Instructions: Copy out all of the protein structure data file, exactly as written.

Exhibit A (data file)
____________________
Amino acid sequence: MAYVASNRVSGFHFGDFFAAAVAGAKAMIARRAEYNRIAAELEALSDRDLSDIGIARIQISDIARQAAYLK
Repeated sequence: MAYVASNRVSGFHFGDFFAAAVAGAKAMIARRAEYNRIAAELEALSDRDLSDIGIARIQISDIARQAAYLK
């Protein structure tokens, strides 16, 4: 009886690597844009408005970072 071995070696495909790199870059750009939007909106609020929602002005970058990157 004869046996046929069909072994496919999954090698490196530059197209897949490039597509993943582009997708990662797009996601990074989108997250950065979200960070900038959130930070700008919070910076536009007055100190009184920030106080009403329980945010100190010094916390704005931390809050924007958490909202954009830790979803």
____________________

Amino acid sequence: MAYVASNRVSGFHFGDFFAAAVAGAKAMIARRAEYNRIAAELEALSDRDLSDIGIARIQISDIARQAAYLK
Repeated sequence: MAYVASNRVSGFHFGDFFAAAVAGAKAMIARRAEYNRIAAELEALSDRDLSDIGIARIQISDIARQAAYLK
């Protein structure tokens, strides 16, 4: 009886690597844009408005970072 071995070696495909790199870059750009939007909106609020929602002005970058990157 004869046996046929069909072994496919999954090698490196530059197209897949490039597509993943582009997708990662797009996601990074989108997250950065979200960070900038959130930070700008919070910076536009007055100190009184920030106080009403329980945010100190010094916390704005931390809050924007958490909202954009830790979803």